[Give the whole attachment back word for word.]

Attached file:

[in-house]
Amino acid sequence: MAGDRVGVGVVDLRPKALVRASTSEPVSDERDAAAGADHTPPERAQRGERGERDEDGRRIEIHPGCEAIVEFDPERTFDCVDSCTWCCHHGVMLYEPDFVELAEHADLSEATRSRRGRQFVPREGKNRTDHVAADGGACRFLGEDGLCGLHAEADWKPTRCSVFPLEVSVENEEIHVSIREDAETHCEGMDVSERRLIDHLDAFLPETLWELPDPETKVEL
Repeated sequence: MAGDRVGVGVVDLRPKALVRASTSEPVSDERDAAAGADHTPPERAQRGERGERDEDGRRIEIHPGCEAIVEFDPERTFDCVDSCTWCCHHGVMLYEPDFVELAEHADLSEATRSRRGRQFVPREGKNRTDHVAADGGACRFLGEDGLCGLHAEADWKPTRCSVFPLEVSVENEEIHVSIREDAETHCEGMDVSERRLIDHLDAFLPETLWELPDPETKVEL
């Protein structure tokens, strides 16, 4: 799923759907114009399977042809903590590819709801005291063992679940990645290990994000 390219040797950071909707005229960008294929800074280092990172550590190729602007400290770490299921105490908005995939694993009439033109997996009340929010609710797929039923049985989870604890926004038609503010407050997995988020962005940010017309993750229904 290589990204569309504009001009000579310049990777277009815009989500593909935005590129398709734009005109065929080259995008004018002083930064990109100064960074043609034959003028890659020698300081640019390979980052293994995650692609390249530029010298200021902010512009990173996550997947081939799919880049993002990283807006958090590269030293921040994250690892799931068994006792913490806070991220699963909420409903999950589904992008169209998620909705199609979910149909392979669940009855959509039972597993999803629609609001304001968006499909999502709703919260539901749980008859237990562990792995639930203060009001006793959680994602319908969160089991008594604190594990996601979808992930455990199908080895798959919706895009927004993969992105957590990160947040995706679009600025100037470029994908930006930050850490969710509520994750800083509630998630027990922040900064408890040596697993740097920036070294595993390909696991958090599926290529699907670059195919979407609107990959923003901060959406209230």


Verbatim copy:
[in-house]
Amino acid sequence: MAGDRVGVGVVDLRPKALVRASTSEPVSDERDAAAGADHTPPERAQRGERGERDEDGRRIEIHPGCEAIVEFDPERTFDCVDSCTWCCHHGVMLYEPDFVELAEHADLSEATRSRRGRQFVPREGKNRTDHVAADGGACRFLGEDGLCGLHAEADWKPTRCSVFPLEVSVENEEIHVSIREDAETHCEGMDVSERRLIDHLDAFLPETLWELPDPETKVEL
Repeated sequence: MAGDRVGVGVVDLRPKALVRASTSEPVSDERDAAAGADHTPPERAQRGERGERDEDGRRIEIHPGCEAIVEFDPERTFDCVDSCTWCCHHGVMLYEPDFVELAEHADLSEATRSRRGRQFVPREGKNRTDHVAADGGACRFLGEDGLCGLHAEADWKPTRCSVFPLEVSVENEEIHVSIREDAETHCEGMDVSERRLIDHLDAFLPETLWELPDPETKVEL
């Protein structure tokens, strides 16, 4: 799923759907114009399977042809903590590819709801005291063992679940990645290990994000 390219040797950071909707005229960008294929800074280092990172550590190729602007400290770490299921105490908005995939694993009439033109997996009340929010609710797929039923049985989870604890926004038609503010407050997995988020962005940010017309993750229904 290589990204569309504009001009000579310049990777277009815009989500593909935005590129398709734009005109065929080259995008004018002083930064990109100064960074043609034959003028890659020698300081640019390979980052293994995650692609390249530029010298200021902010512009990173996550997947081939799919880049993002990283807006958090590269030293921040994250690892799931068994006792913490806070991220699963909420409903999950589904992008169209998620909705199609979910149909392979669940009855959509039972597993999803629609609001304001968006499909999502709703919260539901749980008859237990562990792995639930203060009001006793959680994602319908969160089991008594604190594990996601979808992930455990199908080895798959919706895009927004993969992105957590990160947040995706679009600025100037470029994908930006930050850490969710509520994750800083509630998630027990922040900064408890040596697993740097920036070294595993390909696991958090599926290529699907670059195919979407609107990959923003901060959406209230």